5. You are right about the Ipecac and Charcoal – it all depends on what kind of poison is ingested. If it is caustic, you do not want to throw it back up. It is good to also keep a smaller version of said emergency kit in the car. I have done a lot of driving and events with the kids and you never know what may happen, not just to your own kids but I have come up on numerous accidents and it is comforting to know that if you HAD to, you could provide assistance. I have been able to help on some occasions and on others, I was able to leave knowing there were more trained people on scene – but if I am first, I like to know that I at least have some of the basics on hand (especially gloves!!!)


  6. Charcoal absorbs poison. I would ditto on the ottoscope plus add debrox and recipe for swimmers ear(alcohol+vinegar). Benydryll is important because if anyone has a hystmine reaction-hives, swelling, trouble breathing-it helps reduce the reaction. Also there is a tape called medi-strips that will work for stitches too. Elderberry syrup would be good for colds, flu, and headaches.

  7. If you can’t get ahold of antibiotics, garlic and raw wildflower honey (truly raw and not clover honey) work really well. That’s my version of antibiotics as I often have difficulty getting a prescription free of my various allergens.

    Raw garlic has potent antifungal & antibacterial properties that last for about 15 minutes after being crushed. You can apply topically (using extreme caution as it is potent enough to cause a very painful chemical burn, ask me how I know!) or crush a clove into raw wildflower honey and take it internally. I wouldn’t take more than one large clove at a time or take it on an empty stomach, and excessive garlic will have a blood-thinning effect, just fyi.

    Raw honey also has antibiotic properties, and wildflower honey is thought to be advantageous over other kinds as it is often gathered from a conglomeration of blooming herbs and may have mild tonic qualities. I usually keep a small jar of raw honey and a few bulbs of garlic in our medicine cupboard – the only disadvantage is that you have to cycle through them regularly, unlike a pharmaceutical that you can leave alone for years and years.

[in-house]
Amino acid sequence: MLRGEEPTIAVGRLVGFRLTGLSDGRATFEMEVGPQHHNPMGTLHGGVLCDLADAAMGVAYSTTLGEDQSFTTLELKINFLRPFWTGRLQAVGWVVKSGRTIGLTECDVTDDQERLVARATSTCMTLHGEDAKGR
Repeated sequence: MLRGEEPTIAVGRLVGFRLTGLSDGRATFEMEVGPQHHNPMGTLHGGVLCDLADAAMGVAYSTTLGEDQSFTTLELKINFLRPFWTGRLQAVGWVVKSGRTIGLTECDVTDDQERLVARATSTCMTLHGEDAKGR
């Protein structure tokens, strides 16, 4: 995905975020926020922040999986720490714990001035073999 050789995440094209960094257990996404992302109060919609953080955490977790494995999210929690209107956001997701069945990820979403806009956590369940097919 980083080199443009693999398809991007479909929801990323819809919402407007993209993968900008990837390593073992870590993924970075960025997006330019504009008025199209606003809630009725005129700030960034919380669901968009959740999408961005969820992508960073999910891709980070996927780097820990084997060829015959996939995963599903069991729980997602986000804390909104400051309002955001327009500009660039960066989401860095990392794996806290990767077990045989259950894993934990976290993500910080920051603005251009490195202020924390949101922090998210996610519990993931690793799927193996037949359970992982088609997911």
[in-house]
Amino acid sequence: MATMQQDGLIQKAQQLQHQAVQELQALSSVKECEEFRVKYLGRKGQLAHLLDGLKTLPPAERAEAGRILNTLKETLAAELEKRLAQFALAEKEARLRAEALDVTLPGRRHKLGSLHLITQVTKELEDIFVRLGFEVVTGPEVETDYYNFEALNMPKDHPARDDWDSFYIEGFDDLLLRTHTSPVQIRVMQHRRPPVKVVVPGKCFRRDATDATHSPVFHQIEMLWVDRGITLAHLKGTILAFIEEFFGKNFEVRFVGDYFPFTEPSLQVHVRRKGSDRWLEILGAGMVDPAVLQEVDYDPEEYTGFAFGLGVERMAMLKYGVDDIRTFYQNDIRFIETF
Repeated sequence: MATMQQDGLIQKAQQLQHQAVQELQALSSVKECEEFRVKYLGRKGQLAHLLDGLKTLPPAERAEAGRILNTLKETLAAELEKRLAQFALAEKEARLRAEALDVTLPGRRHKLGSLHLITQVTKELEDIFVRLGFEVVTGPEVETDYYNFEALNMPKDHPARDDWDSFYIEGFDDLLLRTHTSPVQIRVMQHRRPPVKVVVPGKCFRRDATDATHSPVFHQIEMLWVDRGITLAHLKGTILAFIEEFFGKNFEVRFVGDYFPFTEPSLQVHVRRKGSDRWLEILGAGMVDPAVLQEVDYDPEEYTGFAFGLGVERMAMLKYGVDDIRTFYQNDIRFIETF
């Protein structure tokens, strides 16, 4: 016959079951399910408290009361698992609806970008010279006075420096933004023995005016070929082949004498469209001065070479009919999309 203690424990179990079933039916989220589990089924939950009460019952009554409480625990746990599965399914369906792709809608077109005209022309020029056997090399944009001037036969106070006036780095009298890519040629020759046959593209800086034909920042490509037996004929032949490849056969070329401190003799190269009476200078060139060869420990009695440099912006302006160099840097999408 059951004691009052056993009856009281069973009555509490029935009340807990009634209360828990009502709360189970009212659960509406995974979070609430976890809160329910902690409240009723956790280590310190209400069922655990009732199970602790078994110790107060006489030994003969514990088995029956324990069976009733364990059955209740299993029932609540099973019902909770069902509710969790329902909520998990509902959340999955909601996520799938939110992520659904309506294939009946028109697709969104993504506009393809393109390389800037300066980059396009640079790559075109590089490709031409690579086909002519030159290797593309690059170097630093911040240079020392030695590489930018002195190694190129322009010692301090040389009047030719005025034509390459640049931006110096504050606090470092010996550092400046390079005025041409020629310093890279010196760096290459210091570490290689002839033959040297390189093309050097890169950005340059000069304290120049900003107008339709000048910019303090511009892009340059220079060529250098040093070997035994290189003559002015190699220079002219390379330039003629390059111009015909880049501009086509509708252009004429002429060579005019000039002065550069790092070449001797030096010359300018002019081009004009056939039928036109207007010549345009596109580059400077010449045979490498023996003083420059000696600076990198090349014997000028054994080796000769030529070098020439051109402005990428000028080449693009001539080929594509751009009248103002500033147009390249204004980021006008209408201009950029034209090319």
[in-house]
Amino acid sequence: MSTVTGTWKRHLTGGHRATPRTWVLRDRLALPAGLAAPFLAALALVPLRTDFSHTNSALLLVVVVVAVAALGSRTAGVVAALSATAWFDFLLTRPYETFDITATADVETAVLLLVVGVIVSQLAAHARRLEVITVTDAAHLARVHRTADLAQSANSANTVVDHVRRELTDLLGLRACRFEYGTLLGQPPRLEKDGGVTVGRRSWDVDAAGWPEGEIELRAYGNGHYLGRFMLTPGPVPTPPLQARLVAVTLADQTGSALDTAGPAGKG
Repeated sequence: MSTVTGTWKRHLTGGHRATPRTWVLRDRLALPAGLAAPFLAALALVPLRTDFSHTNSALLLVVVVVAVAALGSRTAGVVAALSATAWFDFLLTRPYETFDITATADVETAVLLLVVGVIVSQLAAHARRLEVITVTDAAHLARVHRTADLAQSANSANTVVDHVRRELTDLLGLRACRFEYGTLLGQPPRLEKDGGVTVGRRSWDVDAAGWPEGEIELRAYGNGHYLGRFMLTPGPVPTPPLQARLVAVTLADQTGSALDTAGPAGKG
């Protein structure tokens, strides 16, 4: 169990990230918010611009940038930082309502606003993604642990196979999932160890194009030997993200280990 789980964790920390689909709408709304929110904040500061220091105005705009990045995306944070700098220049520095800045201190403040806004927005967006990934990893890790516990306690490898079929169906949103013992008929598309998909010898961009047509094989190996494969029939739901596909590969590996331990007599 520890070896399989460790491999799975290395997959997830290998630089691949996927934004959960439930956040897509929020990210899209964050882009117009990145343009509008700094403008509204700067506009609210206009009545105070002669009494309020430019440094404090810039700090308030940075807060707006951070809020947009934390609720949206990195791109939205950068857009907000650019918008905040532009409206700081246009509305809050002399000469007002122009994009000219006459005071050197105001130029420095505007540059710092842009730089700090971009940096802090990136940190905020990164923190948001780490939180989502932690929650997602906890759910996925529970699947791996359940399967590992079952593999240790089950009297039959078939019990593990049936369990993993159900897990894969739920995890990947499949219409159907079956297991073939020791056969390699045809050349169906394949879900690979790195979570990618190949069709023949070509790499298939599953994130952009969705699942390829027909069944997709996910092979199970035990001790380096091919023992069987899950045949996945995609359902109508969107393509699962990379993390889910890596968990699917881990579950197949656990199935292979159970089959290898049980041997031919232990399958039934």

A third item I try to never be without is Oreganol-brand oregano oil. We LOVE that stuff. At the first whiff of any illness, we start dosing with a few drops every few hours and it usually knocks it right out.

    I don’t think that activated charcoal induces vomiting, either. Are you thinking of ipecac? Though activated charcoal is great for absorbing stuff! If it does induce vomiting, I would certainly be interested to know more.

  8. Caroline- you gave some good advice 🙂 and Kendra it looks like you have been doing your homework…after your snake bite kit post, I have been trying to do a better job of being prepared….Thanks for the motivation 🙂 I am loving your posts!!!!!

  9. I use my kit to avoid unnecessary medical intervention or office visits.
    Definitely get the otiscope, BP monitor and stethoscope. My kit grew from my birth kit. I purchased online urine test strips, like you use when you are pregnant that test for sugar, ketones, and lots of other stuff. I was able to use them to test for blood in stools even and there is no instant home kit for that test. (You need to dilute your sample.)

    The otiscope will be worth the price even if it saves you a single office visit for an earache. We used it because DD1 had a bad time with excess wax build up. After a $70 office visit and a hysterical toddler with one ear still full of wax, I made my own ear cleaner out of a yard sale water pik. Set it on the lowest setting (test it on your hand- this is going to be pointed at an ear drum) half fill the reservoir with warm water and peroxide and rinse out impacted wax. It takes a little, the peroxide may need some soak time, but it works and was far less traumatizing to my child than the office visits had been. With the otiscope you can see if there is still wax and where. Eventually I found myself helping a couple of family friends as well, odd the things you end up doing.

    I am not sure I would bother with super glue for stitches, it probably burns alot too. If you need stitches to prevent bleeding to death, super glue isn’t going to do it. Mild stitches are only for cosmetics (to reduce scarring) and frankly because people like to feel they “got something” if they went to the ER or doctor. You can also just hold together whatever it is for about 12-24 hours.(Tape, bandage, be still, etc) After that the body has healed the open place over so much that you wouldn’t get stitches if you went to an ER. Sometimes stitches cause more infections than if you went without them. Perioxide, betadyne or Hibiclens and Oragel for a topical anesthetic, Valarian for muscle relaxing is also something I would add.
    You may want to take a red cross CPR class at least once every few years and then add an AED device if you have heart problems in your family.They aren’t cheap, but what is your loved ones life worth?

  10. I have and take activated charcoal and it does not induce vomiting. Is there something I don’t know? It does take toxins out of your body but not through vomiting that I know of. We take it when we have food poisoning or stomach flu.